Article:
Have Imposter Syndrome At Work? Try This Viral Hack.

No, you’re not a fraud. You’re perfectly capable and qualified. Do this, and you’ll be reminded of that whenever you need a little confidence boost.

Have imposter syndrome or a tendency to downplay your talents at work? It’s time for you to make a brag folder on your desktop.

The idea went viral last month when the popular Instagram account @shityoushouldcareabout shared a tweet from actress and singer Jenneviere Villegas explaining what exactly a brag folder is.

“Do yourself a favor,” Villegas told her followers. “Start a folder on your desktop — mine is called ‘you’re doing a great job’ ― and when you get positive feedback, a compliment, etc., screenshot it and put it in there. When you need a confidence boost, or to combat imposter syndrome, open it up and read them.”

Others chimed in that they kept brag folders with all their work wins, too, either on their desktops or on their phones.

Ian Helms, an associate director of content marketing at Wpromote, has a brag folder, though in his case, it’s an email folder labeled “Yay!” (He tries to flag at least three to five emails each month.) Anytime he’s feeling a little uncertain about how he’s doing at work, he returns to the folder. 

“Sometimes the emails I flag are nice notes of gratitude from clients or teammates,” he told HuffPost. “Other times, it’s messages marking milestones for projects I’m involved in. We also receive a weekly video from our CEO that includes shoutouts from coworkers, so whenever I get a shoutout I keep track of those video messages, too.”

Now that Helms is in a higher position at work, he’s expanded his “yay!” folder to keep track of the impact he’s made on the junior teammates he mentors and to catalog their wins. 

“Keeping track of those moments gives me something to refer back to the next time they might be feeling down about something they did or didn’t do to remind them how great and worthy they are, too!” he said.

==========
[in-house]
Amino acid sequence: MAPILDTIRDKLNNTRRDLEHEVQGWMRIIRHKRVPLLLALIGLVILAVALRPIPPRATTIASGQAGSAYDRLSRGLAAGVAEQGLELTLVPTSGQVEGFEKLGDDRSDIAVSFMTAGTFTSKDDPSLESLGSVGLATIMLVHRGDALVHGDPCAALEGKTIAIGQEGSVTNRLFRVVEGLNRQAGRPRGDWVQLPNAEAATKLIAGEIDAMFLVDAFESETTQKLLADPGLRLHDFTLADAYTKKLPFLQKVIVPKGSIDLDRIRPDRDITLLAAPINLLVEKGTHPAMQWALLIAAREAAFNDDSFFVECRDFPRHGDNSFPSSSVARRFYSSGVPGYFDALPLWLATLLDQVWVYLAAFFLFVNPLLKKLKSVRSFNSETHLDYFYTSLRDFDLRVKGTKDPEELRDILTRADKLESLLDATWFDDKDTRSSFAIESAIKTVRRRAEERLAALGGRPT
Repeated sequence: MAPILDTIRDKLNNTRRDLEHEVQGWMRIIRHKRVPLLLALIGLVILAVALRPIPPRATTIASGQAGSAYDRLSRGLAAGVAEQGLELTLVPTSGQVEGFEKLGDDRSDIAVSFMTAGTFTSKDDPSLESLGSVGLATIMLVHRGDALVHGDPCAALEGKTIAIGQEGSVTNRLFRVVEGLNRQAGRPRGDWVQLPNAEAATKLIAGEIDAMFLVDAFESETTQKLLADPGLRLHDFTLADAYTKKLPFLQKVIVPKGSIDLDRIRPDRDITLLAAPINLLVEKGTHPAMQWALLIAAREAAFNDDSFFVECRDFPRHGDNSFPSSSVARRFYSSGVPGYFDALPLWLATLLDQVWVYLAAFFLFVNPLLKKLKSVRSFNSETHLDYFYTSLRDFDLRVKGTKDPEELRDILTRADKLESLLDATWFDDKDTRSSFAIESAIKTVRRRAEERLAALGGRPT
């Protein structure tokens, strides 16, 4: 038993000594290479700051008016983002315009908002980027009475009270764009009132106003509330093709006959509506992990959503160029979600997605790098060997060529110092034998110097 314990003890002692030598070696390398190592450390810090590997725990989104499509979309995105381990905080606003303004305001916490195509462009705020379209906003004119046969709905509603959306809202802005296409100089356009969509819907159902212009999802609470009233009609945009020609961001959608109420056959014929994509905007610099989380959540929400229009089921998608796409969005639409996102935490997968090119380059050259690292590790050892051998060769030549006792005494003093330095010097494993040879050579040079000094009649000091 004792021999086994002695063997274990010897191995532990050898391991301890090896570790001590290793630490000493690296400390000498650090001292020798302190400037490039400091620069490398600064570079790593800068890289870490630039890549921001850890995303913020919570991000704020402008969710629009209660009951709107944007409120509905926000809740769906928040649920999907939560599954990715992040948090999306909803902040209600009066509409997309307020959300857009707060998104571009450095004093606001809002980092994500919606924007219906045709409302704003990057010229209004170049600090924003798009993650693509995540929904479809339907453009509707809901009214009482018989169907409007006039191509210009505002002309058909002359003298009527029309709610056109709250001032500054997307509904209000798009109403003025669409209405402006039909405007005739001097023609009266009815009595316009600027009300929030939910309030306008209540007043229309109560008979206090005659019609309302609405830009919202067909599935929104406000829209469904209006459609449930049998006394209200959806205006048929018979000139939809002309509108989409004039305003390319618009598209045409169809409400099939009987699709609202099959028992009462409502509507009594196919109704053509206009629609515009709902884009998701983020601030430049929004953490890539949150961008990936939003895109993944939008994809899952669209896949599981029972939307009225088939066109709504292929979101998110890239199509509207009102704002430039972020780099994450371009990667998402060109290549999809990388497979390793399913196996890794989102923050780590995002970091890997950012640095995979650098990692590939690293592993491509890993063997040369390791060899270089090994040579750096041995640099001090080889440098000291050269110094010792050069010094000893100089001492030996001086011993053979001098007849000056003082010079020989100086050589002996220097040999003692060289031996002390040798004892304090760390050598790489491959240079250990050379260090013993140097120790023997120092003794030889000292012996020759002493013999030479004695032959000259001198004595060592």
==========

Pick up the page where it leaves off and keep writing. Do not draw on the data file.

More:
The term “imposter syndrome” was coined by psychologists Pauline R. Clance and Suzanne A. Imes in 1978 to describe an “internal experience of intellectual phoniness in people who believe that they are not intelligent, capable or creative despite evidence of high achievement.” To put it simply, imposter syndrome is the tiny voice in your head that hounds you with negative self-talk, constantly reminding you that you’re not good enough and don’t deserve to be in the position or field you’re in.

Creating a brag folder like Helms or Villegas have done won’t cure you of your imposter syndrome for good, obviously, but it could help combat it, said Angela Karachristos, a career coach for women in leadership. 

“When dealing with imposter syndrome, the ‘imposter’ likes to remind us why we aren’t capable, qualified or fit for the task at hand,” she told HuffPost. “Referring to a brag folder can snap you out of that false, negative self-talk and bring you back to the truth: That you’re not only capable, you excel at what you do. ”

Melody Wilding, an executive coach and author of “Trust Yourself: Stop Overthinking and Channel Your Emotions for Success at Work,” is also a big proponent of the brag file.

“If you have imposter syndrome, a brag file like this is a simple way to rewire your brain to focus on your talents, strengths and all the value you have to offer,” she said.

Try to use the folder to give yourself internal validation, too, she said. 

“For example, capture moments of strength ― times when you had a difficult conversation, overcame resistance or acted with courage at work, even if you didn’t get the outcome you hoped for,” she explained.

Vivian Kaye, a public speaker and the founder of KinkyCurlyYaki, a hair extension brand for Black women, swears her brag folder.

“I’ve had major imposter syndrome,” she told HuffPost. “I’m a Black woman, immigrant, a college dropout and a single mom who bootstrapped an e-commerce business to millions of dollars in sales. When you look up success, you wouldn’t find a photo of someone with my unconventional background.”

When her imposter syndrome starts to creep in, Kaye taps on the “praise folder” she keeps on her iPhone.

“I think as women, we need to pat ourselves on the back more often than we do,” she said. “We deserve the accolades. We need to stop humbling ourselves and remind the world who we are.”

You can also use the emails and other feedback in your folder to make the case for promotions, write your year-end reviews, or to think about what you’ll bring up in any interviews for new jobs.

In other words, try to leverage your personal wins folder for your career growth, said Nadia De Ala, the founder of Real You Leadership, a group coaching program for women of color in technology.

“It’s valid data that can help you relax if you’re nervous about ‘bragging’ about how awesome and badass you are,” she said. “It makes advocating for yourself feel less difficult and less personal.”

The One Downside Of The ‘Brag File’